11:12 a.m. ET, February 25, 2020

CDC raises travel advisory for Italy and Iran to Level 2

Alert level 2 means older adults and those with chronic medical conditions should consider postponing nonessential travel.
Alert level 2 means older adults and those with chronic medical conditions should consider postponing nonessential travel. CDC

The US Centers for Disease Control and Prevention (CDC) has raised its travel advisories for Italy and Iran to Alert Level 2, due to the novel coronavirus outbreak.

According to the CDC, both Italy and Iran are experiencing “sustained community spread of respiratory illness (COVID-19) caused by the novel coronavirus.”

Older adults and people with chronic medical conditions should consider postponing nonessential travel to these countries, the CDC recommends.

Travelers should also avoid contact with sick people and clean their hands often by washing with soap and water for at least 20 seconds or using an alcohol-based hand sanitizer with 60%–95% alcohol, the CDC says.

Also on Tuesday, the CDC raised its travel advisory for South Korea to Warning Level 3 -- recommending that travelers avoid all nonessential travel to South Korea.

10:19 p.m. ET, February 24, 2020

South Korea reports 60 new cases of coronavirus. The country's total is now 893

From CNN’s Sophie Jeong in Seoul

Disinfection workers wearing protective gear prepare to disinfect against the coronavirus at a market in Seoul, South Korea.
Disinfection workers wearing protective gear prepare to disinfect against the coronavirus at a market in Seoul, South Korea. Chung Sung-Jun/Getty Images

South Korea recorded 60 additional cases of novel coronavirus overnight, bringing the country’s total to 893 cases, the South Korean Centers for Disease Control and Prevention (KCDC) said in a statement.

 Here's a breakdown of the new cases:

  • Seoul: 2
  • Busan: 3
  • Daegu: 16
  • Gyeonggi Province: 5
  • North Gyeongsang Province: 33
  • South Gyeongsang Province: 1

More than half of the country's total cases are associated with a branch of a religious group in the southern city of Daegu.

10:08 p.m. ET, February 24, 2020

Death toll from novel coronavirus rises to 2,698

From CNN’s Shanshan Wang in Beijing

A medical staff member treats a patient infected by the coronavirus at a hospital in Wuhan in China's central Hubei province.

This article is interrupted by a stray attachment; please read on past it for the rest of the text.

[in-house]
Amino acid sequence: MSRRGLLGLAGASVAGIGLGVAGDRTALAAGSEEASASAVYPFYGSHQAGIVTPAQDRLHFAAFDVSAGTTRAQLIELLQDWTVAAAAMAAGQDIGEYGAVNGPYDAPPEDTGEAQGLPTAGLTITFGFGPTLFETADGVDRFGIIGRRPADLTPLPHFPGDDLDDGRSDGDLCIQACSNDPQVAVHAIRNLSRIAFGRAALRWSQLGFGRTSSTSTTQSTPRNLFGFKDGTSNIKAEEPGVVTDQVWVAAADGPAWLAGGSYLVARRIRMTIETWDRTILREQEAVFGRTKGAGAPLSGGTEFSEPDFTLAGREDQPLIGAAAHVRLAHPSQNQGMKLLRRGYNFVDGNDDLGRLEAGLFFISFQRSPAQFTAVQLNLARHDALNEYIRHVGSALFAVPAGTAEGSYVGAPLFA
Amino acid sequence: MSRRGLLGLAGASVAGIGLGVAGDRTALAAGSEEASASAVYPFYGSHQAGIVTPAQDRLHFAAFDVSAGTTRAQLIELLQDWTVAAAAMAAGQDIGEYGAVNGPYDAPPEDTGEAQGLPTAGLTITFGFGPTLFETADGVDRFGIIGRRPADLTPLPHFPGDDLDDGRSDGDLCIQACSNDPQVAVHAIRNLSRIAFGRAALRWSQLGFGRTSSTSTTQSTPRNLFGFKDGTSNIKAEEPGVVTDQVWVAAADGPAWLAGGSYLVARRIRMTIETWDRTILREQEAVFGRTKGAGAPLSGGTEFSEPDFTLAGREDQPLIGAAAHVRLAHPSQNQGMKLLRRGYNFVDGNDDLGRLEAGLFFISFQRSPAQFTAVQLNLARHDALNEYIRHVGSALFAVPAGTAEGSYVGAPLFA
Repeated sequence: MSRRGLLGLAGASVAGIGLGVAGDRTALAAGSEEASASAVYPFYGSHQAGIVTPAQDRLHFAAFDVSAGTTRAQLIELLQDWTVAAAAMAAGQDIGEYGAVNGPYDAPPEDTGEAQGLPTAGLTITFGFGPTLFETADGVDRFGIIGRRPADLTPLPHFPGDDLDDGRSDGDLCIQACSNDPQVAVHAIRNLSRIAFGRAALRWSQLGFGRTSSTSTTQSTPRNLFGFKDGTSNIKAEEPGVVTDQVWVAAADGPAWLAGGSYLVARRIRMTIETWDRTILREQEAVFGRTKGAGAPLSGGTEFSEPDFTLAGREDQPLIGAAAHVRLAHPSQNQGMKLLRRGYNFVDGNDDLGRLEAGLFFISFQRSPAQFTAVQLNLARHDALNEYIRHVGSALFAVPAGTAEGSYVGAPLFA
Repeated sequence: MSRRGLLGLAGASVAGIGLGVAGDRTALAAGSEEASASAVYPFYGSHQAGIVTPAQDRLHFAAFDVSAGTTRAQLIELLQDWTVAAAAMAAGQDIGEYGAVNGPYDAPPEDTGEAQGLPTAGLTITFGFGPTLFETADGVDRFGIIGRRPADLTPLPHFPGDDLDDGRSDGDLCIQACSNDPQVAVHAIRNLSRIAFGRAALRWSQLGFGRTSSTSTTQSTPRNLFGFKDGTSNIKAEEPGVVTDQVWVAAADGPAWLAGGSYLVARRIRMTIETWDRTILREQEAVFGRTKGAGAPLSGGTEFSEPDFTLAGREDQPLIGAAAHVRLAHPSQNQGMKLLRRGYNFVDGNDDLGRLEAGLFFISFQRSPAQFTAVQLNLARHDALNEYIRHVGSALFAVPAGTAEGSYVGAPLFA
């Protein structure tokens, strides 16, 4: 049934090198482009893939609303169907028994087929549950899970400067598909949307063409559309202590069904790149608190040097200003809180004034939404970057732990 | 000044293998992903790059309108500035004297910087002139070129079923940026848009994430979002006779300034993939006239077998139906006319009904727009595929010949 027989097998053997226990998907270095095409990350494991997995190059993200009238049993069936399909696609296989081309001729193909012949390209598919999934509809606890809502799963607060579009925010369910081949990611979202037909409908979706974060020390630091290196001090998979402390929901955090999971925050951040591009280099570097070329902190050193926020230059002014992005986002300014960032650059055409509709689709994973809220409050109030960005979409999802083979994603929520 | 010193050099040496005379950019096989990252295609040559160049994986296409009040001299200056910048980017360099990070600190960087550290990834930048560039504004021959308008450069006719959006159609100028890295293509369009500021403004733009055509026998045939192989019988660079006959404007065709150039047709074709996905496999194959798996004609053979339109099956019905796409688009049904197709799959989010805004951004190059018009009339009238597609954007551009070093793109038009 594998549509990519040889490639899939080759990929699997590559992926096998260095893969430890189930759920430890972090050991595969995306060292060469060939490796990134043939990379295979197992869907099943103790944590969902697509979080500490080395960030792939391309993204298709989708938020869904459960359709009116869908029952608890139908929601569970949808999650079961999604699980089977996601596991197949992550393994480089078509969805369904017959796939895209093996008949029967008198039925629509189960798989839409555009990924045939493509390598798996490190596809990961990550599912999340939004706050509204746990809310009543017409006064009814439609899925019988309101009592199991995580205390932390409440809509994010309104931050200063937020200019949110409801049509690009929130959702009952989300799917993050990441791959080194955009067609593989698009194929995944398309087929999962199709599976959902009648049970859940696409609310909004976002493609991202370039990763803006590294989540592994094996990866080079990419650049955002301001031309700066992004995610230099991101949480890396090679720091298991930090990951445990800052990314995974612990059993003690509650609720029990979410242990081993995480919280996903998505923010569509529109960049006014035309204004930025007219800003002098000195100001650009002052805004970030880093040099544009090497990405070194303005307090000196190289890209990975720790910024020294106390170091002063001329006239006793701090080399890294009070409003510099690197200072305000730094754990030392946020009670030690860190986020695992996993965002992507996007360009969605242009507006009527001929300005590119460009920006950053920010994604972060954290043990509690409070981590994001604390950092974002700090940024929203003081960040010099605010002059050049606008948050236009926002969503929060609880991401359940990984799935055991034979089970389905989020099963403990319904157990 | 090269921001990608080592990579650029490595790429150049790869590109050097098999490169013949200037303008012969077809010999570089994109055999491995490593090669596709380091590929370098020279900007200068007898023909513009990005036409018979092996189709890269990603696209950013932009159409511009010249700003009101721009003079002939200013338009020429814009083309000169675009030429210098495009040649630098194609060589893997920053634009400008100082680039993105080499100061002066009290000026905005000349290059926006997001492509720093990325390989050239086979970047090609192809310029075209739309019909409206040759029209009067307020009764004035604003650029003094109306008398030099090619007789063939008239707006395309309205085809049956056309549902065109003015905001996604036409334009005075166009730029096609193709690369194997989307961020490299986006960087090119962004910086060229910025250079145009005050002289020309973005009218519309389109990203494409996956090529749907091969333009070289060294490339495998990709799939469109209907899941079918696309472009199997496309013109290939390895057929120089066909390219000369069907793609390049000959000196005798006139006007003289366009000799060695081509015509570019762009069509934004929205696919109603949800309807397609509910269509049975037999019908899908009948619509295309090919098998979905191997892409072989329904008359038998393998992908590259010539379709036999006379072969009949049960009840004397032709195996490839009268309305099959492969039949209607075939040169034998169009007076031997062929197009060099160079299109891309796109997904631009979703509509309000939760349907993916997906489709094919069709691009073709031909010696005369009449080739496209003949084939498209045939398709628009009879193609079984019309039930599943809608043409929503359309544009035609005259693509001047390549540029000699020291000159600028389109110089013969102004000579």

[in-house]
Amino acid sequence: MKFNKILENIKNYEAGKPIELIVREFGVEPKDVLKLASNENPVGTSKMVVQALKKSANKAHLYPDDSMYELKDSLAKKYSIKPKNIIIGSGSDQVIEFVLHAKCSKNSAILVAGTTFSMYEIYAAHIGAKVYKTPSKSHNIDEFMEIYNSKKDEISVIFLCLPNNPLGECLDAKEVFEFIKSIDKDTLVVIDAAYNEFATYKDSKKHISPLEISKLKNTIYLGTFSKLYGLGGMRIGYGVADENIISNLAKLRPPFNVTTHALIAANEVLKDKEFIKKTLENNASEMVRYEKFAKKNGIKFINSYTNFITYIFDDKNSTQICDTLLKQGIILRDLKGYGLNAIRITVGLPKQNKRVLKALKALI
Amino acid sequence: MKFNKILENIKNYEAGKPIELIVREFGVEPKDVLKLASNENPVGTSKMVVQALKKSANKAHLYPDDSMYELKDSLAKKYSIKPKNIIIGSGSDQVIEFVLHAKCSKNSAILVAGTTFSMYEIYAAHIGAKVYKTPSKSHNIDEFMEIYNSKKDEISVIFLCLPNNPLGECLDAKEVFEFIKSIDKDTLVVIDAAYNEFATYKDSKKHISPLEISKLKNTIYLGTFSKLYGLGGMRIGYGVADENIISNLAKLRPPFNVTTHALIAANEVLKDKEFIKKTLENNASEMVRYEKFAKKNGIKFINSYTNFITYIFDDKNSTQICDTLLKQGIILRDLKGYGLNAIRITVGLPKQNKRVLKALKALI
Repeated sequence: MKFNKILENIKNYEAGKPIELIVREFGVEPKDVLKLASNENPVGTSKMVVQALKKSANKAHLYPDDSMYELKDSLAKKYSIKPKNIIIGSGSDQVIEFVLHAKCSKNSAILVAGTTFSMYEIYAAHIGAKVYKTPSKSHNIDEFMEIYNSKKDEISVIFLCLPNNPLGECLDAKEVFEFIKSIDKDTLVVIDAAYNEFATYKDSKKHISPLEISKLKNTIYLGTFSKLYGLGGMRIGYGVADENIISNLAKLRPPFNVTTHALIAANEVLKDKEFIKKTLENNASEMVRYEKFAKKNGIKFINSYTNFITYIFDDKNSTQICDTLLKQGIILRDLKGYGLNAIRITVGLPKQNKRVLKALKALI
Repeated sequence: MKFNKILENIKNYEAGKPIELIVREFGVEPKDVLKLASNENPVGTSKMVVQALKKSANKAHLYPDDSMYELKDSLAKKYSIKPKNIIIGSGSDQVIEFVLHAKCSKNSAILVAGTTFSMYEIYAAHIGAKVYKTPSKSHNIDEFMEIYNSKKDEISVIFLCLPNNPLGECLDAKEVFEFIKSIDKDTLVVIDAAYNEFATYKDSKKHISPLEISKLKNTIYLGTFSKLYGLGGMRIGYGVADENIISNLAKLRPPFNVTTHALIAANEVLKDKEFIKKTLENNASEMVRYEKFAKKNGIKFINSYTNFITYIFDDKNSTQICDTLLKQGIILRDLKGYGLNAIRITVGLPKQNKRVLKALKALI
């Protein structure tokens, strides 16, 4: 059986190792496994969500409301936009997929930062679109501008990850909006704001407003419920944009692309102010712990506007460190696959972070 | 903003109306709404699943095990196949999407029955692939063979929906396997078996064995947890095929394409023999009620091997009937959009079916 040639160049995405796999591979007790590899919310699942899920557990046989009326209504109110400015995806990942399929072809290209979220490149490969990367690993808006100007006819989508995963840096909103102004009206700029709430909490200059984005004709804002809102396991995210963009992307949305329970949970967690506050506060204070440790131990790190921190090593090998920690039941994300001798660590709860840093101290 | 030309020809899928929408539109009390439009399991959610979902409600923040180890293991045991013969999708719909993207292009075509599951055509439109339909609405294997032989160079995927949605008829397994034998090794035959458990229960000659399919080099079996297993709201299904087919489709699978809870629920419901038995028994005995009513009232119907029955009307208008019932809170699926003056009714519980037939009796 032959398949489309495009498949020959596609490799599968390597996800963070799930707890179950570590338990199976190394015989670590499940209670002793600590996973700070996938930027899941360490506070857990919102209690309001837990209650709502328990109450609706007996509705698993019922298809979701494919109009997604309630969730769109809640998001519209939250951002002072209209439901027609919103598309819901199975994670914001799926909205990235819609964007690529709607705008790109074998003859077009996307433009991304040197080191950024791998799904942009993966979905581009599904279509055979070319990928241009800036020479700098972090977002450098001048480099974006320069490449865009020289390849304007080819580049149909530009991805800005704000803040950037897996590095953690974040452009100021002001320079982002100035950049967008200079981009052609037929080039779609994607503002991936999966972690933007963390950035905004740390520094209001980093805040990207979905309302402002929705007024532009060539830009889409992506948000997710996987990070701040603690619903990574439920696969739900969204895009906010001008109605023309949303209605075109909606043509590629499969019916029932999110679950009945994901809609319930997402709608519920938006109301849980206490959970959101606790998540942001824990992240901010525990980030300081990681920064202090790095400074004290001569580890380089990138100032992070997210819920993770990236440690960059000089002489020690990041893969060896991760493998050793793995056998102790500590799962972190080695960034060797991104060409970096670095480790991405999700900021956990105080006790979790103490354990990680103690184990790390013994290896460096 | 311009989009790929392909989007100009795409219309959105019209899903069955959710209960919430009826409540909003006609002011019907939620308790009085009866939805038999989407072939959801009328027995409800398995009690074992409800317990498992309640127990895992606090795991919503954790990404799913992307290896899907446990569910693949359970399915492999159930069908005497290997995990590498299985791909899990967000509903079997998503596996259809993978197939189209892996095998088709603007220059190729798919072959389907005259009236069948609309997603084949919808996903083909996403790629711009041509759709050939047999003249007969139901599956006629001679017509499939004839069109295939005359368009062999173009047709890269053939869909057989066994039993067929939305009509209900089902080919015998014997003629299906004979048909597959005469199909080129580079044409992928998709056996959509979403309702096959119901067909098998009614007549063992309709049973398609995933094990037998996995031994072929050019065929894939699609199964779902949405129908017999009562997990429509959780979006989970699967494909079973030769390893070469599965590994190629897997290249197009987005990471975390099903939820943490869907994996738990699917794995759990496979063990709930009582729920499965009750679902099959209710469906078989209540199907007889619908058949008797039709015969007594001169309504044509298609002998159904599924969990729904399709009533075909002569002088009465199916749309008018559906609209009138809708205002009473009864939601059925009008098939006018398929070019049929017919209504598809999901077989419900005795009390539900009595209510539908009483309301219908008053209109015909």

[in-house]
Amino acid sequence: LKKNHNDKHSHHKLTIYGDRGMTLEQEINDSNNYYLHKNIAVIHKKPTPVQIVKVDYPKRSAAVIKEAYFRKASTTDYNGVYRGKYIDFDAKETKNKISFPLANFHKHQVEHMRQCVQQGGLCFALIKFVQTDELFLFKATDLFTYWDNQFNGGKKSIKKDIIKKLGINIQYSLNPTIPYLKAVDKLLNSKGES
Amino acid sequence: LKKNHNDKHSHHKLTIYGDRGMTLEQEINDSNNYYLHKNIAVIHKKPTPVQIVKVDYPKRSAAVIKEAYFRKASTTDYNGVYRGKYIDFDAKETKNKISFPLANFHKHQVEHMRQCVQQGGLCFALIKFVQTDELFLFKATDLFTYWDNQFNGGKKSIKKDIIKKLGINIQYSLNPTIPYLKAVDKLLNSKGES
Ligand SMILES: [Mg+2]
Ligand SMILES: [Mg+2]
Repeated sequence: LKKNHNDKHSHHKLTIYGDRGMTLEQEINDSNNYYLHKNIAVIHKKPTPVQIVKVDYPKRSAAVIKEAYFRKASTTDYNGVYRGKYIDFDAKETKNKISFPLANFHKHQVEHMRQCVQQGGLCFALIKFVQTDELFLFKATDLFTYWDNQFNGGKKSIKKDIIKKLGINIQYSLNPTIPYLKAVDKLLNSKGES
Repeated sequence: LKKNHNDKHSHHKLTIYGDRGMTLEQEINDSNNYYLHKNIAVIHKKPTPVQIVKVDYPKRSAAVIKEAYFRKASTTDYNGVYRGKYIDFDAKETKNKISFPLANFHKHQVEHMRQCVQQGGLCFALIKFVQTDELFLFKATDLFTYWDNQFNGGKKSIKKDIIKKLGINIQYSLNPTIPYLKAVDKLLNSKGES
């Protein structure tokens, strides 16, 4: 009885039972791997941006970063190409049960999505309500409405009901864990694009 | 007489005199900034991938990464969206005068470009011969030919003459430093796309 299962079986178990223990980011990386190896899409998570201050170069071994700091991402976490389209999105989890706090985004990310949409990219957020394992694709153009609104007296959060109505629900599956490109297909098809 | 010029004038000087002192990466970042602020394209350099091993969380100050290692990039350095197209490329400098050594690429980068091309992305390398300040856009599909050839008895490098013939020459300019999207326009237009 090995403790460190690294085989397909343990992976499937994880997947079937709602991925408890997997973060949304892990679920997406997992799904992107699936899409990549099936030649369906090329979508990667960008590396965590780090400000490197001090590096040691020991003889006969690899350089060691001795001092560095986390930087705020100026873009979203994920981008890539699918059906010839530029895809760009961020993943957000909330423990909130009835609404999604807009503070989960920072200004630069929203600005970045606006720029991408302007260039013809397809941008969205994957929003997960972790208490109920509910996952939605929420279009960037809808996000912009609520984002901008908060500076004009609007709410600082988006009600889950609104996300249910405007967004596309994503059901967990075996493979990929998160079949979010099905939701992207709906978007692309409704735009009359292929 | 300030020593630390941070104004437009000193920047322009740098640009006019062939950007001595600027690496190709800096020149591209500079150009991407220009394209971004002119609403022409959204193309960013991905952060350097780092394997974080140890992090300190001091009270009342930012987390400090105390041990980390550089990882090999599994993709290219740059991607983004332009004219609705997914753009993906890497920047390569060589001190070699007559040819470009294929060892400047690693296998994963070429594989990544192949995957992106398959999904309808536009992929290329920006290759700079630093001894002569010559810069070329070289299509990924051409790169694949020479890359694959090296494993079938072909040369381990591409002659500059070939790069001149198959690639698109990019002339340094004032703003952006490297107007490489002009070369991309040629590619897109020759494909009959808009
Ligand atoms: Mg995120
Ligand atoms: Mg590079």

A medical staff member treats a patient infected by the coronavirus at a hospital in Wuhan in China's central Hubei province.  STR/AFP/Getty Images

The number of deaths from the novel coronavirus has risen to more than 2,698 across the world.

Where the death toll stands:

China reported 71 new deaths on Monday, with 68 of those in Hubei province -- the epicenter of the outbreak. The additional three deaths outside of Hubei brings the death toll in mainland China to 2,663, according to the country's National Health Commission.

There have been 35 deaths reported outside of mainland China. Here's a breakdown of those numbers:

  • Iran: 12
  • South Korea: 7
  • Italy: 7
  • Japan: 4
  • Hong Kong: 2
  • Philippines: 1
  • France: 1
  • Taiwan: 1

The cases:

Confirmed cases in mainland China increased by 508 on Monday. Of those cases, 499 were in Hubei province. That means according to the NHC, there were nine new cases reported outside of Hubei.

The total number of confirmed cases in mainland China is now 77,658, bringing the global total to at least 80,067.

China's NHC added that a total of 27,323 patients have recovered and been discharged from hospital.

10:41 p.m. ET, February 24, 2020

If you're just joining us, here's the latest on the coronavirus outbreak

Disinfection workers wearing protective gear spray antiseptic solution against the coronavirus in Seoul, South Korea. 
Disinfection workers wearing protective gear spray antiseptic solution against the coronavirus in Seoul, South Korea.  Chung Sung-Jun/Getty Images

Clusters of novel coronavirus outbreaks are spreading as cases surge in South Korea, Iran and Italy, though the World Health Organization (WHO) said it is still too early to declare a pandemic.

Here's what you should know: